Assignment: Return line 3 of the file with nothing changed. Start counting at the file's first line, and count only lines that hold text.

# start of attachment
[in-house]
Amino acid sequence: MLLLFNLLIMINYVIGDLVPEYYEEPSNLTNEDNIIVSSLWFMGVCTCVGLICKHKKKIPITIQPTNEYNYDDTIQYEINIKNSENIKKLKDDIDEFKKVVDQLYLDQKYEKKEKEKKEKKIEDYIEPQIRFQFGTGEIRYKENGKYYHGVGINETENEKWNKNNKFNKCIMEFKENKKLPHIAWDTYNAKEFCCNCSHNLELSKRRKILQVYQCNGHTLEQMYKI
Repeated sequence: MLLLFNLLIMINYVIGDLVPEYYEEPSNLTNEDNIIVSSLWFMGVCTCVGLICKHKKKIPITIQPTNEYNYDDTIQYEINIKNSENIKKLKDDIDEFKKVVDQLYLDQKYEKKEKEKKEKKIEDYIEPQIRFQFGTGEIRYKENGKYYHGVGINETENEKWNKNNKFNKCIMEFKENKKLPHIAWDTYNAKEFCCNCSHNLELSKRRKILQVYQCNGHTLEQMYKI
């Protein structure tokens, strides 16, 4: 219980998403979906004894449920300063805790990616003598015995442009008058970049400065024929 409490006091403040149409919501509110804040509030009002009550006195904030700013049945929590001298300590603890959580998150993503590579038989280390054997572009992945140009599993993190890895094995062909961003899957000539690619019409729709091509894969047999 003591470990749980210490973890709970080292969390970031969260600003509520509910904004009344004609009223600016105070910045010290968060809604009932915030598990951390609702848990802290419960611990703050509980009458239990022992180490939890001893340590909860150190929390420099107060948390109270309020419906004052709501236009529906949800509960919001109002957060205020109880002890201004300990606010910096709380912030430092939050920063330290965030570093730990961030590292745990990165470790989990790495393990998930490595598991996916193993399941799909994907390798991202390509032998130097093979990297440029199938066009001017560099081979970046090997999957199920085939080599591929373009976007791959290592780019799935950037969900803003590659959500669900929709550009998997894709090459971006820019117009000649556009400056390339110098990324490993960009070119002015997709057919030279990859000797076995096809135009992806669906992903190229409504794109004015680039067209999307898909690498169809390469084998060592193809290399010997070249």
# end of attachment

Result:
Repeated sequence: MLLLFNLLIMINYVIGDLVPEYYEEPSNLTNEDNIIVSSLWFMGVCTCVGLICKHKKKIPITIQPTNEYNYDDTIQYEINIKNSENIKKLKDDIDEFKKVVDQLYLDQKYEKKEKEKKEKKIEDYIEPQIRFQFGTGEIRYKENGKYYHGVGINETENEKWNKNNKFNKCIMEFKENKKLPHIAWDTYNAKEFCCNCSHNLELSKRRKILQVYQCNGHTLEQMYKI